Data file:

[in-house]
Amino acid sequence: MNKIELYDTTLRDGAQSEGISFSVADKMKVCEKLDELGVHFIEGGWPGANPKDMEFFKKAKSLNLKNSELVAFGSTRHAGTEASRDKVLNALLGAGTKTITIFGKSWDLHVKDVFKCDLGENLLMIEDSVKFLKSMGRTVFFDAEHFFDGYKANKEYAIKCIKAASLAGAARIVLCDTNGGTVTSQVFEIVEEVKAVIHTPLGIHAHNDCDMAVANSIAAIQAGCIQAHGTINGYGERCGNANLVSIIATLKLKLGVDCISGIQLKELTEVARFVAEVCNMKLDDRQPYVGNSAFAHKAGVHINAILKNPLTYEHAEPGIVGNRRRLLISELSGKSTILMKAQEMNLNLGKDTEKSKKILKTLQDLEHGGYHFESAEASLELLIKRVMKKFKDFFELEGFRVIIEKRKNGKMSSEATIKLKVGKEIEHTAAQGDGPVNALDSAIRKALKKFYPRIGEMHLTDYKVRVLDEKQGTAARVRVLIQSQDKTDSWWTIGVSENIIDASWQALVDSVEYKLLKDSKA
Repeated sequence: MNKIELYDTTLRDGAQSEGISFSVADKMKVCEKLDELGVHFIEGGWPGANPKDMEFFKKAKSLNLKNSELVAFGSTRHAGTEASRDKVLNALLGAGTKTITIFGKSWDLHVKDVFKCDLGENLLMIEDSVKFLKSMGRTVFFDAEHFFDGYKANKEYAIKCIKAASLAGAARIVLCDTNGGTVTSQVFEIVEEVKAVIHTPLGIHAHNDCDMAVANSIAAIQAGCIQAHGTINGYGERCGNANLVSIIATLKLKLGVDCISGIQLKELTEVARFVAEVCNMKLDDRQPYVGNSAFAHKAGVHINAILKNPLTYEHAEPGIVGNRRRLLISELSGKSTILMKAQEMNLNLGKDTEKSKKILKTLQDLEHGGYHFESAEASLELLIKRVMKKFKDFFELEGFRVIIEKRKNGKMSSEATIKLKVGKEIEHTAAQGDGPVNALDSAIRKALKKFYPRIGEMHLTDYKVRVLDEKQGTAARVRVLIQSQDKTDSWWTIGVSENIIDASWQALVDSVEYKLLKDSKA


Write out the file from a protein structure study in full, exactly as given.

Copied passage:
[in-house]
Amino acid sequence: MNKIELYDTTLRDGAQSEGISFSVADKMKVCEKLDELGVHFIEGGWPGANPKDMEFFKKAKSLNLKNSELVAFGSTRHAGTEASRDKVLNALLGAGTKTITIFGKSWDLHVKDVFKCDLGENLLMIEDSVKFLKSMGRTVFFDAEHFFDGYKANKEYAIKCIKAASLAGAARIVLCDTNGGTVTSQVFEIVEEVKAVIHTPLGIHAHNDCDMAVANSIAAIQAGCIQAHGTINGYGERCGNANLVSIIATLKLKLGVDCISGIQLKELTEVARFVAEVCNMKLDDRQPYVGNSAFAHKAGVHINAILKNPLTYEHAEPGIVGNRRRLLISELSGKSTILMKAQEMNLNLGKDTEKSKKILKTLQDLEHGGYHFESAEASLELLIKRVMKKFKDFFELEGFRVIIEKRKNGKMSSEATIKLKVGKEIEHTAAQGDGPVNALDSAIRKALKKFYPRIGEMHLTDYKVRVLDEKQGTAARVRVLIQSQDKTDSWWTIGVSENIIDASWQALVDSVEYKLLKDSKA
Repeated sequence: MNKIELYDTTLRDGAQSEGISFSVADKMKVCEKLDELGVHFIEGGWPGANPKDMEFFKKAKSLNLKNSELVAFGSTRHAGTEASRDKVLNALLGAGTKTITIFGKSWDLHVKDVFKCDLGENLLMIEDSVKFLKSMGRTVFFDAEHFFDGYKANKEYAIKCIKAASLAGAARIVLCDTNGGTVTSQVFEIVEEVKAVIHTPLGIHAHNDCDMAVANSIAAIQAGCIQAHGTINGYGERCGNANLVSIIATLKLKLGVDCISGIQLKELTEVARFVAEVCNMKLDDRQPYVGNSAFAHKAGVHINAILKNPLTYEHAEPGIVGNRRRLLISELSGKSTILMKAQEMNLNLGKDTEKSKKILKTLQDLEHGGYHFESAEASLELLIKRVMKKFKDFFELEGFRVIIEKRKNGKMSSEATIKLKVGKEIEHTAAQGDGPVNALDSAIRKALKKFYPRIGEMHLTDYKVRVLDEKQGTAARVRVLIQSQDKTDSWWTIGVSENIIDASWQALVDSVEYKLLKDSKA